Of course I delved into the results as quickly as I could. I concluded that as Group 8 members go, I am not particularly closely related to the castle family. My best guess, based on estimates of mutation rates in the Y-DNA markers and of the average number of years between generations, is that my line converges with theirs about the year 1430. There is of course much imprecision in this estimate. But in any case it highlights the futility of attempting to establish a true genealogical connection: Even the castle family’s connected pedigree only extends back to about that time, and intervening records are few.

Other members of the group may have brighter genealogical prospects. A number appear closely related enough that they may converge with the castle family’s ancestry after 1550. That is well within the timeframe of the established pedigree. It is even possible that some are descendants of known Kelburn Boyles who moved to Ireland. Among them were William Boyle, who in 1614 leased Moyle in the manor of Donboy, precinct of Portlough, co. Donegal, Ireland, and his sons Robert and James; Robert Boyle, of Carrickmacross, co. Monaghan, Ireland, in 1665; and Thomas Boyle, of Tullochdonell, co. Louth, Ireland, in 1680 [6]. There was also a possible branch of the family located at Limavady, co. Londonderry. It descended from a James Boyle who settled at Limavady about 1660. The family used a coat of arms similar to that of the Kelburn family, although the exact genealogical connection if any is unknown [8].

For me personally, however, knowing there is a genetic connection is plenty enough. It means that I will always have a place in Scotland I can visit with some “pride of ownership”. For the first time I can stroll along its forest paths and waterways knowing, and not just suspecting, that I’m stepping in the footprints of my ancestors. I anticipate a very satisfied feeling.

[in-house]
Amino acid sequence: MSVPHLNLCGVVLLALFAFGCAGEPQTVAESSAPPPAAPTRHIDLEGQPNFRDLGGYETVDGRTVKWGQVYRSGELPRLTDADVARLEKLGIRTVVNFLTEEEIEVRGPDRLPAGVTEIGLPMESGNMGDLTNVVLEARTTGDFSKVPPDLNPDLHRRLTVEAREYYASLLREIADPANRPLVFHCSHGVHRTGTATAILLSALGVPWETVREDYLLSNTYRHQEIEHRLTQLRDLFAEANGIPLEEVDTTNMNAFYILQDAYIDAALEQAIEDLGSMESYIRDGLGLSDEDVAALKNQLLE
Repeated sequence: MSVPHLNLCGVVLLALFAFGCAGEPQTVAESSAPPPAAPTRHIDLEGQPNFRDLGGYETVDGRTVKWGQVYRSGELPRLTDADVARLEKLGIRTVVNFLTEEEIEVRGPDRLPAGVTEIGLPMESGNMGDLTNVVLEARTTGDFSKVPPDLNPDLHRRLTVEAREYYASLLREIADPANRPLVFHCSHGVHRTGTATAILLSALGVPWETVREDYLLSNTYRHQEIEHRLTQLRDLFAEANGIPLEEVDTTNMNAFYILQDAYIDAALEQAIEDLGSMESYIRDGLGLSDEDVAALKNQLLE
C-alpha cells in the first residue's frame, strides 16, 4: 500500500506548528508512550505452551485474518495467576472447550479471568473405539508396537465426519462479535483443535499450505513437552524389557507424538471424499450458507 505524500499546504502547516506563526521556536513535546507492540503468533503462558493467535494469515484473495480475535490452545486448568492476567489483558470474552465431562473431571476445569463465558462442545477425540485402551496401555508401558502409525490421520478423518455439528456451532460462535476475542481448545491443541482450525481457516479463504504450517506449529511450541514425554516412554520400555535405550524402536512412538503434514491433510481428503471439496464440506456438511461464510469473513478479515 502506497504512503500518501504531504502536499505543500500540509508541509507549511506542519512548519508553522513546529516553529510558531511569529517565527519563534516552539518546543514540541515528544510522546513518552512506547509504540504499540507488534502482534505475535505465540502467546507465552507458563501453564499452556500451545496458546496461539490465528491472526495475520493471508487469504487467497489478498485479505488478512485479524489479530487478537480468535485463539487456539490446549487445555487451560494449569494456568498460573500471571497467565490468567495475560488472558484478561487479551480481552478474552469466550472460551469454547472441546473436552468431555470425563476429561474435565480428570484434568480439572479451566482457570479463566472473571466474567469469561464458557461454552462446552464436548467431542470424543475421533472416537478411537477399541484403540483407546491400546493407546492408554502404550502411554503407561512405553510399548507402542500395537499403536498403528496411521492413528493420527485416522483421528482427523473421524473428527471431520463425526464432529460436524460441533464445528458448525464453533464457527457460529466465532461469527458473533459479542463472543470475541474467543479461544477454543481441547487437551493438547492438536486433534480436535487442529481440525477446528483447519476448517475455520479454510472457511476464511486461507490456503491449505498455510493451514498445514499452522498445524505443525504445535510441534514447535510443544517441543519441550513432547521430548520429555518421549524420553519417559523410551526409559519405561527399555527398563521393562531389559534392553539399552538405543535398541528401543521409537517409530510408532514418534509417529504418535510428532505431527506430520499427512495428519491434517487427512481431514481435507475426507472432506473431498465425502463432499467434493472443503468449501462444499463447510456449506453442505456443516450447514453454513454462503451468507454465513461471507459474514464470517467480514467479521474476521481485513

The subject of this article is now covered at length in a  New Book!  Also mentioned in the article is a Boles family of Clontibret parish, co. Monaghan, Ireland, covered in The Ancestors and Descendants of Pearcy and Ann (Swanzy) Boyle (Bole, Boles) of Co. Monaghan, Ireland (2014). Both books are available for download through Lulu.com. Please press here to access the site.


[1] Boles, D.B. (2016). The Omnibus Ancestry. Tuscaloosa, AL: private print.  Available through Lulu.

[2] Black, G.F. (1946). The Surnames of Scotland: Their Origin, Meaning, and History. New York: New York Public Library

[3] Fry, P., & Fry, F.S. (1982). The History of Scotland. London: Routledge & Kegan Paul.

[4] Tales from Scottish Lairds (1985). Norwich, Eng: Jarrold Colour Publications.

[5] Information retrieved from http://data.historic-scotland.gov.uk/pls/htmldb/f?p=2200:15:0::::BUILDING,HL:7294 (2015).

[6] Boyle, R. (1904). Genealogical Account of the Boyles of Kelburne. Private print.

[7] Burke, B. (1876). A Genealogical and Heraldic Dictionary of the Peerage and Baronetage of the British Empire. London: Harrison and Sons.

[8] Boyle, E.M.F.G. (1903). Genealogical Memoranda Relating to the Family of Boyle of Limavady. Private print.

[9] Information retrieved from http://www.1066.co.nz/library/battle_abbey_roll1/subchap76.htm (2015).

[10] Smith, E.C. (1969). American Surnames. Philadelphia: Chilton Book Co.

[11] Boles, D.B. (2014). The Ancestors and Descendants of Pearcy and Ann (Swanzy) Boyle (Bole, Boles) of Co. Monaghan, Ireland.  Tuscaloosa, AL: private print, available through Lulu.

Picture attribution: Owner Supergolden, KelburnCastle01.jpg, retrieved from http://commons.wikimedia.org/wiki/File:KelburnCastle01.jpg. Used under the Creative Commons Attribution-Share Alike 3.0 Unported license.